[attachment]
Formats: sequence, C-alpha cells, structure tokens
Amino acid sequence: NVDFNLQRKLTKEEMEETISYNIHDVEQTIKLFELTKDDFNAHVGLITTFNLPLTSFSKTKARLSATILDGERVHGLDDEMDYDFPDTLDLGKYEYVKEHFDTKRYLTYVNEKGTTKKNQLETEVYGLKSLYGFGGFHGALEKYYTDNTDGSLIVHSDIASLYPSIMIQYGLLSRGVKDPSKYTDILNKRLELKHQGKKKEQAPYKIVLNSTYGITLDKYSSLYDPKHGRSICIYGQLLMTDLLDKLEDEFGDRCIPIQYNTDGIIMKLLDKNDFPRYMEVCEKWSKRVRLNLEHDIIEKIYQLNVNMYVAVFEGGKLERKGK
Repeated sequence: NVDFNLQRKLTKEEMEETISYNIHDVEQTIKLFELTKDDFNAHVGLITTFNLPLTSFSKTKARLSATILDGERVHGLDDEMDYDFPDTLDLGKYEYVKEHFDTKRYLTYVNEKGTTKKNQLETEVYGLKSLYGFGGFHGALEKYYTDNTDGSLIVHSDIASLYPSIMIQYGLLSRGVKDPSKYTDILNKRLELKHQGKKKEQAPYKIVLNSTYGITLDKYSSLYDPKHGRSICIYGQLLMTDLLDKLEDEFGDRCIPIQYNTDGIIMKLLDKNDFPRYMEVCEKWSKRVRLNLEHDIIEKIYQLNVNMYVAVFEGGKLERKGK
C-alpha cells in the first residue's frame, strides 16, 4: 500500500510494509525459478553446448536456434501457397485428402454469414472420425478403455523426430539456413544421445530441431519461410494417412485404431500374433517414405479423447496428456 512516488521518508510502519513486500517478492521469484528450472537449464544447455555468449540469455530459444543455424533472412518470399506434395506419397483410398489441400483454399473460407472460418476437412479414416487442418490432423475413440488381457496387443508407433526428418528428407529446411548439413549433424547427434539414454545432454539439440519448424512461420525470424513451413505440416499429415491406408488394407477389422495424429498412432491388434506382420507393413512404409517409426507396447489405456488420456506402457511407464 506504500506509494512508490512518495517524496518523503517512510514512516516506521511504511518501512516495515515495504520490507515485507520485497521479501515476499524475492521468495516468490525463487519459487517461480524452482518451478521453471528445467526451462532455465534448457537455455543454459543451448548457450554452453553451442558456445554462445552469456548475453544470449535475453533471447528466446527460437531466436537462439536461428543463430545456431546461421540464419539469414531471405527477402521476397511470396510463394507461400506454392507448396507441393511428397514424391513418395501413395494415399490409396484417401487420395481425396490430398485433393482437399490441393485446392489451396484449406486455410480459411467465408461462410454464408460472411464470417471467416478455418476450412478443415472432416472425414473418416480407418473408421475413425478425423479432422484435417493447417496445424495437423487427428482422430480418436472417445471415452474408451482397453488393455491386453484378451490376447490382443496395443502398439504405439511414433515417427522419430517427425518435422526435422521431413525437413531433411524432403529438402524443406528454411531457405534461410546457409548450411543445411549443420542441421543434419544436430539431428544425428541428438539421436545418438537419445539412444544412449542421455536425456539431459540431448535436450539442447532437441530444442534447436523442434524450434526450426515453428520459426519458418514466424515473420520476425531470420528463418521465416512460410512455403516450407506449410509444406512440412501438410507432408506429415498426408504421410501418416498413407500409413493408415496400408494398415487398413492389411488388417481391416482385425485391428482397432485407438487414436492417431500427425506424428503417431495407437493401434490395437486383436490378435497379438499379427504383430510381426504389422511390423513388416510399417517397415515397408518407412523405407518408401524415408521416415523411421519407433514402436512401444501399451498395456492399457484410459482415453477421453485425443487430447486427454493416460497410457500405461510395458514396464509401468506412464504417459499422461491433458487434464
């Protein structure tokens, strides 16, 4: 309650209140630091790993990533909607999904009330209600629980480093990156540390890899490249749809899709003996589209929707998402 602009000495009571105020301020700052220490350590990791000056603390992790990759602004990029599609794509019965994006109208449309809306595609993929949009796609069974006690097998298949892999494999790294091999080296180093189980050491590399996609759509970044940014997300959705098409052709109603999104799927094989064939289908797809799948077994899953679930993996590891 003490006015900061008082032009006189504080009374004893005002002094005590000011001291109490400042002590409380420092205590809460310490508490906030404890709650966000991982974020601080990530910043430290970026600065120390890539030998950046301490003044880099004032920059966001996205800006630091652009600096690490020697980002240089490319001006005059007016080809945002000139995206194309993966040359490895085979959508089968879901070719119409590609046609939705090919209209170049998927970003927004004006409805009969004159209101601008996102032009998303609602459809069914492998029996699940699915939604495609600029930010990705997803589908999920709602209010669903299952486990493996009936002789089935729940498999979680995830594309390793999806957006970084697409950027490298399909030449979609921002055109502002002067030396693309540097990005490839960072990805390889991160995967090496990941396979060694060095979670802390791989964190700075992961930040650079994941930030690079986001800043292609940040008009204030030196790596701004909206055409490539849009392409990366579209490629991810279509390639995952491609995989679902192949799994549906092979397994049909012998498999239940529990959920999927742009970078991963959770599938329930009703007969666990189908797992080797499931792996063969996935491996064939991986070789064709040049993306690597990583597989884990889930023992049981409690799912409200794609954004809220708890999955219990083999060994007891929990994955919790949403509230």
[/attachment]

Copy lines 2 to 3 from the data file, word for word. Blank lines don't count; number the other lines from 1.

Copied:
Amino acid sequence: NVDFNLQRKLTKEEMEETISYNIHDVEQTIKLFELTKDDFNAHVGLITTFNLPLTSFSKTKARLSATILDGERVHGLDDEMDYDFPDTLDLGKYEYVKEHFDTKRYLTYVNEKGTTKKNQLETEVYGLKSLYGFGGFHGALEKYYTDNTDGSLIVHSDIASLYPSIMIQYGLLSRGVKDPSKYTDILNKRLELKHQGKKKEQAPYKIVLNSTYGITLDKYSSLYDPKHGRSICIYGQLLMTDLLDKLEDEFGDRCIPIQYNTDGIIMKLLDKNDFPRYMEVCEKWSKRVRLNLEHDIIEKIYQLNVNMYVAVFEGGKLERKGK
Repeated sequence: NVDFNLQRKLTKEEMEETISYNIHDVEQTIKLFELTKDDFNAHVGLITTFNLPLTSFSKTKARLSATILDGERVHGLDDEMDYDFPDTLDLGKYEYVKEHFDTKRYLTYVNEKGTTKKNQLETEVYGLKSLYGFGGFHGALEKYYTDNTDGSLIVHSDIASLYPSIMIQYGLLSRGVKDPSKYTDILNKRLELKHQGKKKEQAPYKIVLNSTYGITLDKYSSLYDPKHGRSICIYGQLLMTDLLDKLEDEFGDRCIPIQYNTDGIIMKLLDKNDFPRYMEVCEKWSKRVRLNLEHDIIEKIYQLNVNMYVAVFEGGKLERKGK